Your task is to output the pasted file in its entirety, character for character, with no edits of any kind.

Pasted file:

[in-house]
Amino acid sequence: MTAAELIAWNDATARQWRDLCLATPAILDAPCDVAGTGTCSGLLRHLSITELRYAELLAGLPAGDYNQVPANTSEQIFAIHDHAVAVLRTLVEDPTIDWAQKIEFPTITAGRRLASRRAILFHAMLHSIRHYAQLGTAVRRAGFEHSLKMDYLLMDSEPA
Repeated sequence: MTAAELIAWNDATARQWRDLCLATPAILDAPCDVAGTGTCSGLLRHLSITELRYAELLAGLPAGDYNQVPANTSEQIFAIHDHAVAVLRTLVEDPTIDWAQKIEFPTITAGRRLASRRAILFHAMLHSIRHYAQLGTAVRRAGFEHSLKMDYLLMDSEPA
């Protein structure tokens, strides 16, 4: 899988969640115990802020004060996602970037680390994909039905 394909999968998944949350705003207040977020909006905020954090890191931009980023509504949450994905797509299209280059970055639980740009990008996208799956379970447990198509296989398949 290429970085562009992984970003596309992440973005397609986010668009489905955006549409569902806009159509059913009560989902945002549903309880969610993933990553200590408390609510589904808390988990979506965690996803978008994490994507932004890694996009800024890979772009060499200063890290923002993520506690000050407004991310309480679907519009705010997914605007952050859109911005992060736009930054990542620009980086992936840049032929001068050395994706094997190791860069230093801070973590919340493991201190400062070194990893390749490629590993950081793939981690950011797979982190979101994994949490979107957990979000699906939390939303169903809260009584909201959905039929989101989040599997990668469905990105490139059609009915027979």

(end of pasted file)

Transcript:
[in-house]
Amino acid sequence: MTAAELIAWNDATARQWRDLCLATPAILDAPCDVAGTGTCSGLLRHLSITELRYAELLAGLPAGDYNQVPANTSEQIFAIHDHAVAVLRTLVEDPTIDWAQKIEFPTITAGRRLASRRAILFHAMLHSIRHYAQLGTAVRRAGFEHSLKMDYLLMDSEPA
Repeated sequence: MTAAELIAWNDATARQWRDLCLATPAILDAPCDVAGTGTCSGLLRHLSITELRYAELLAGLPAGDYNQVPANTSEQIFAIHDHAVAVLRTLVEDPTIDWAQKIEFPTITAGRRLASRRAILFHAMLHSIRHYAQLGTAVRRAGFEHSLKMDYLLMDSEPA
């Protein structure tokens, strides 16, 4: 899988969640115990802020004060996602970037680390994909039905 394909999968998944949350705003207040977020909006905020954090890191931009980023509504949450994905797509299209280059970055639980740009990008996208799956379970447990198509296989398949 290429970085562009992984970003596309992440973005397609986010668009489905955006549409569902806009159509059913009560989902945002549903309880969610993933990553200590408390609510589904808390988990979506965690996803978008994490994507932004890694996009800024890979772009060499200063890290923002993520506690000050407004991310309480679907519009705010997914605007952050859109911005992060736009930054990542620009980086992936840049032929001068050395994706094997190791860069230093801070973590919340493991201190400062070194990893390749490629590993950081793939981690950011797979982190979101994994949490979107957990979000699906939390939303169903809260009584909201959905039929989101989040599997990668469905990105490139059609009915027979």